The more we know, the less we agree: public announcements and higher-order expectations
The stylized fact that public announcements in financial markets are followed by intense trading, high trading volume and volatile prices, is widely perceived as the sign of increasing disagreement due to the announcement. However, it is common to argue that this would be inconsistent with Bayesian-learning and common priors. In this paper, we not only show that — with certain information structures — increasing disagreement is possible in a Bayesian model, but we also argue that with the assumption that traders trade for resale — so they try to second guess future traders’ guesses — there are information structures which are simple, intuitive and plausible and result in increasing disagreement even in a standard, multi-period Grossman—Stiglitz model.
|Date of creation:||Dec 2004|
|Contact details of provider:|| Postal: LSE Library Portugal Street London, WC2A 2HD, U.K.|
Phone: +44 (020) 7405 7686
Web page: http://www.lse.ac.uk/
More information through EDIRC
References listed on IDEAS
Please report citation or reference errors to , or , if you are the registered author of the cited work, log in to your RePEc Author Service profile, click on "citations" and make appropriate adjustments.:
- Klaus Adam, 2004.
"Optimal Monetary Policy with Imperfect Common Knowledge,"
Econometric Society 2004 North American Winter Meetings
24, Econometric Society.
- Adam, Klaus, 2007. "Optimal monetary policy with imperfect common knowledge," Journal of Monetary Economics, Elsevier, vol. 54(2), pages 267-301, March.
- Adam, Klaus, 2004. "Optimal Monetary Policy with Imperfect Common Knowledge," CEPR Discussion Papers 4594, C.E.P.R. Discussion Papers.
- Klaus Adam, 2004. "Optimal Monetary Policy with Imperfect Common Knowledge," DNB Staff Reports (discontinued) 116, Netherlands Central Bank.
- Klaus Adam, 2003. "Optimal Monetary Policy with Imperfect Common Knowledge," Computing in Economics and Finance 2003 263, Society for Computational Economics.
- Adam, Klaus, 2003. "Optimal monetary policy with imperfect common knowledge," Working Paper Series 0223, European Central Bank.
- Adam, Klaus, 2003. "Optimal Monetary Policy with Imperfect Common Knowledge," CFS Working Paper Series 2003/12, Center for Financial Studies (CFS).
- Evans, Martin D.D. & Lyons, Richard K., 2008.
"How is macro news transmitted to exchange rates?,"
Journal of Financial Economics,
Elsevier, vol. 88(1), pages 26-50, April.
- Brunnermeier, Markus K., 2001. "Asset Pricing under Asymmetric Information: Bubbles, Crashes, Technical Analysis, and Herding," OUP Catalogue, Oxford University Press, number 9780198296980.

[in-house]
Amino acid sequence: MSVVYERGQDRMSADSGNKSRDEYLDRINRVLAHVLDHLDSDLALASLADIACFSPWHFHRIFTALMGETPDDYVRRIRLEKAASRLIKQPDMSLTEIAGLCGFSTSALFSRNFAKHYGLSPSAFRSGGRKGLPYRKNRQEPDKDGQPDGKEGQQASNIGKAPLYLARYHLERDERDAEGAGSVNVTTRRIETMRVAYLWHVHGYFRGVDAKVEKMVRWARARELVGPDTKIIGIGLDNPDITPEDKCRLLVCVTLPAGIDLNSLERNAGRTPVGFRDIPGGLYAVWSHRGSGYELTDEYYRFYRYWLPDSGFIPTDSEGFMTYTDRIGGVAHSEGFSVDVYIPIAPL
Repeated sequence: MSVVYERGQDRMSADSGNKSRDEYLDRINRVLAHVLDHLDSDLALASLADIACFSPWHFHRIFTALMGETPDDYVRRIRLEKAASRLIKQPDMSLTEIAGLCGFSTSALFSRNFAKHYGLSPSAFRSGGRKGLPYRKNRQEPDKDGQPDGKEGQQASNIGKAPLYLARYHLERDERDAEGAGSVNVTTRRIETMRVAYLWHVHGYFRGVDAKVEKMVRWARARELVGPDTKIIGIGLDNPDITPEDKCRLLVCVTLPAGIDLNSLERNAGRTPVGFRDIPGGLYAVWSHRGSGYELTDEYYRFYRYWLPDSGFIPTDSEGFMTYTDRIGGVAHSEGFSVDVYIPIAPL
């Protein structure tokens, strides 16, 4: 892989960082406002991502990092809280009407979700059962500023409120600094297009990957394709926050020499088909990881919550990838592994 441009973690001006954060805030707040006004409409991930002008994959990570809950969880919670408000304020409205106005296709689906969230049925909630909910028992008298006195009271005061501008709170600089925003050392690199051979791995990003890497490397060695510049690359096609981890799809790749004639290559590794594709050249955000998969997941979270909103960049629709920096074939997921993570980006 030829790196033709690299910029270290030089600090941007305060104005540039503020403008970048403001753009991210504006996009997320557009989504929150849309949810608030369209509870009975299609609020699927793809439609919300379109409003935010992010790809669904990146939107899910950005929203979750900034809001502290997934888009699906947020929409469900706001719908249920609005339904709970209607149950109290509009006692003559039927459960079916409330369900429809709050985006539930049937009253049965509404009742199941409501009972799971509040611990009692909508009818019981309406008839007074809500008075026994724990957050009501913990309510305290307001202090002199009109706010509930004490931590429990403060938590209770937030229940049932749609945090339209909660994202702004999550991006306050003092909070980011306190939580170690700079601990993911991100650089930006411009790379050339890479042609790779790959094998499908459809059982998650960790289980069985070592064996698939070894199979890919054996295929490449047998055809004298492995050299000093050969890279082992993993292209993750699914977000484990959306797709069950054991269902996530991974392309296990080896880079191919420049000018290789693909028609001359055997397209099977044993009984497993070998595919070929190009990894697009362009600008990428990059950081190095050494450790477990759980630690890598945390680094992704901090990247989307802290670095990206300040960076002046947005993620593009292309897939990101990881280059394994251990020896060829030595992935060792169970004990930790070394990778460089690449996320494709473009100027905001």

- Paul R. Milgrom, 1979.
"Good Nevs and Bad News: Representation Theorems and Applications,"
407R, Northwestern University, Center for Mathematical Studies in Economics and Management Science.
- Paul R. Milgrom, 1981. "Good News and Bad News: Representation Theorems and Applications," Bell Journal of Economics, The RAND Corporation, vol. 12(2), pages 380-391, Autumn.
- Foster, F Douglas & Viswanathan, S, 1996. " Strategic Trading When Agents Forecast the Forecasts of Others," Journal of Finance, American Finance Association, vol. 51(4), pages 1437-1478, September.
- Christian Hellwig, 2002. "Public Announcements, Adjustment Delays, and the Business Cycle (November 2002)," UCLA Economics Online Papers 208, UCLA Department of Economics.
When requesting a correction, please mention this item's handle: RePEc:ehl:lserod:24645. See general information about how to correct material in RePEc.
For technical questions regarding this item, or to correct its authors, title, abstract, bibliographic or download information, contact: (LSERO Manager)
If you have authored this item and are not yet registered with RePEc, we encourage you to do it here. This allows to link your profile to this item. It also allows you to accept potential citations to this item that we are uncertain about.
If references are entirely missing, you can add them using this form.
If the full references list an item that is present in RePEc, but the system did not link to it, you can help with this form.
If you know of missing items citing this one, you can help us creating those links by adding the relevant references in the same way as above, for each refering item. If you are a registered author of this item, you may also want to check the "citations" tab in your profile, as there may be some citations waiting for confirmation.
Please note that corrections may take a couple of weeks to filter through the various RePEc services.